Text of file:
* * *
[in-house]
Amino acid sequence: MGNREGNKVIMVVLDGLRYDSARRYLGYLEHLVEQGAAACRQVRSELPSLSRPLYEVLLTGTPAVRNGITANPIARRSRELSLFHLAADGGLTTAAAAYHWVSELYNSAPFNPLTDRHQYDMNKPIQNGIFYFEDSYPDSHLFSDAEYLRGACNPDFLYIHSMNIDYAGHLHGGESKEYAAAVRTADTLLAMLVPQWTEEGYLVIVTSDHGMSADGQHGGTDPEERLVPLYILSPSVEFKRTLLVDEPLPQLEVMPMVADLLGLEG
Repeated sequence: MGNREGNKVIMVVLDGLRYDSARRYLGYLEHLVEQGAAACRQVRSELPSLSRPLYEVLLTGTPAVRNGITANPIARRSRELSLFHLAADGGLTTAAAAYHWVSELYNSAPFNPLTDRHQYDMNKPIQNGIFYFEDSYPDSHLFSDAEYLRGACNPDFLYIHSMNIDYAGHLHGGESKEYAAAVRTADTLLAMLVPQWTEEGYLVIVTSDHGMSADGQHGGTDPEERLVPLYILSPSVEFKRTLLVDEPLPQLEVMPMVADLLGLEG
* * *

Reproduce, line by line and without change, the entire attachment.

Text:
[in-house]
Amino acid sequence: MGNREGNKVIMVVLDGLRYDSARRYLGYLEHLVEQGAAACRQVRSELPSLSRPLYEVLLTGTPAVRNGITANPIARRSRELSLFHLAADGGLTTAAAAYHWVSELYNSAPFNPLTDRHQYDMNKPIQNGIFYFEDSYPDSHLFSDAEYLRGACNPDFLYIHSMNIDYAGHLHGGESKEYAAAVRTADTLLAMLVPQWTEEGYLVIVTSDHGMSADGQHGGTDPEERLVPLYILSPSVEFKRTLLVDEPLPQLEVMPMVADLLGLEG
Repeated sequence: MGNREGNKVIMVVLDGLRYDSARRYLGYLEHLVEQGAAACRQVRSELPSLSRPLYEVLLTGTPAVRNGITANPIARRSRELSLFHLAADGGLTTAAAAYHWVSELYNSAPFNPLTDRHQYDMNKPIQNGIFYFEDSYPDSHLFSDAEYLRGACNPDFLYIHSMNIDYAGHLHGGESKEYAAAVRTADTLLAMLVPQWTEEGYLVIVTSDHGMSADGQHGGTDPEERLVPLYILSPSVEFKRTLLVDEPLPQLEVMPMVADLLGLEG